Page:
The United States has jurisdiction over 3.4 million square miles of ocean in its exclusive economic zone, a size exceeding the combined land area of the 50 states. This expansive marine area represents a prime national domain for activities such as maritime transportation, national security, energy and mineral extraction, fisheries and aquaculture, and tourism and recreation. However, it also carries with it the threat of damaging and outbreaks of waterborne pathogens. The 2010 Gulf of Mexico Deepwater Horizon oil spill and the 2011 Japanese earthquake and tsunami are vivid reminders that ocean activities and processes have direct human implications both nationally and worldwide, understanding of the ocean system is still incomplete, and ocean research infrastructure is needed to support both fundamental research and societal priorities.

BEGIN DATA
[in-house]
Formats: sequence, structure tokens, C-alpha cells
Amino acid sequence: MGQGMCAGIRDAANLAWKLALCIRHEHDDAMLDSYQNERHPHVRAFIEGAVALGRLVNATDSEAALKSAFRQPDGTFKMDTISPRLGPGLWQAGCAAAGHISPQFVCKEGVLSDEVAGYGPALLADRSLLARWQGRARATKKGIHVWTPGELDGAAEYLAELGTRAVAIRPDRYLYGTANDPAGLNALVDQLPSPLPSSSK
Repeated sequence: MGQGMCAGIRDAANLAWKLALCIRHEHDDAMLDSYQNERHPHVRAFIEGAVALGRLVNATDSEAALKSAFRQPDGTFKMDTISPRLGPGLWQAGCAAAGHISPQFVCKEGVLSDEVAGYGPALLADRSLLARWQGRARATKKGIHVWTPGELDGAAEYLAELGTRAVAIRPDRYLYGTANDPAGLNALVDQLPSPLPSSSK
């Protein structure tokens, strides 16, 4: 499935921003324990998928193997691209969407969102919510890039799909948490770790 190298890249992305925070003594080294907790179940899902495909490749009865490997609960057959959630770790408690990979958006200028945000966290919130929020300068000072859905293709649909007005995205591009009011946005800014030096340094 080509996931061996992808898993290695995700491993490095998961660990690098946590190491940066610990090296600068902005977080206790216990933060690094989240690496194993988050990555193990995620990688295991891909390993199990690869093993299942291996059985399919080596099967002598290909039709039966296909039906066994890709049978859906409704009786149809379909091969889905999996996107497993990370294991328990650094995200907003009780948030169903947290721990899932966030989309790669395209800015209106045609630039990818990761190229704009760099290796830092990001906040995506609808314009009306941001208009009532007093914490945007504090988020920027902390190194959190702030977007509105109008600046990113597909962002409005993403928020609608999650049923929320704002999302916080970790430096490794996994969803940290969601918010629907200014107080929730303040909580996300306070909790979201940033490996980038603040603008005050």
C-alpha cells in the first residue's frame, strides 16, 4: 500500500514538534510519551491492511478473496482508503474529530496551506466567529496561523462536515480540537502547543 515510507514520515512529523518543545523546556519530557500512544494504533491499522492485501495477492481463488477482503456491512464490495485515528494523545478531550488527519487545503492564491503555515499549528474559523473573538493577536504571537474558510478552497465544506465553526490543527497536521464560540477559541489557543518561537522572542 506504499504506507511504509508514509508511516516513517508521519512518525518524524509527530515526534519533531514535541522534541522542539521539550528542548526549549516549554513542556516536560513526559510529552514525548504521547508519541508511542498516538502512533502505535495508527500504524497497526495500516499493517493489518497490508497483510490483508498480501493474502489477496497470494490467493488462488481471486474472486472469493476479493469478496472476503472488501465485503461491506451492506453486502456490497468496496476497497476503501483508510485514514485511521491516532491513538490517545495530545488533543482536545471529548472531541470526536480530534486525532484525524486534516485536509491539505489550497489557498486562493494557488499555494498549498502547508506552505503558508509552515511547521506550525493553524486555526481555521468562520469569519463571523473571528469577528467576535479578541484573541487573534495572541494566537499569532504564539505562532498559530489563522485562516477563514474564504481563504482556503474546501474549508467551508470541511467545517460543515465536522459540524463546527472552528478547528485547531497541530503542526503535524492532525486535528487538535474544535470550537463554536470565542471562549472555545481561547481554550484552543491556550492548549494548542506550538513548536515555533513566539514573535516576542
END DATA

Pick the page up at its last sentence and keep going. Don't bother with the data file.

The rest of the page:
Given current struggles to maintain, operate, and upgrade major infrastructure elements while maintaining a robust research portfolio, a strategic plan is needed for future investments to ensure that new facilities provide the greatest value, least redundancy, and highest efficiency in terms of operation and flexibility to incorporate new technological advances. Critical Infrastructure for Ocean Research and Societal Needs in 2030 identifies major research questions anticipated to be at the forefront of ocean science in 2030 based on national and international assessments, input from the worldwide scientific community, and ongoing research planning activities. This report defines categories of infrastructure that should be included in planning for the nation’s ocean research infrastructure of 2030 and that will be required to answer the major research questions of the future.
Critical Infrastructure for Ocean Research and Societal Needs in 2030 provides advice on the criteria and processes that could be used to set priorities for the development of new ocean infrastructure or replacement of existing facilities. In addition, this report recommends ways in which the federal agencies can maximize the value of investments in ocean infrastructure.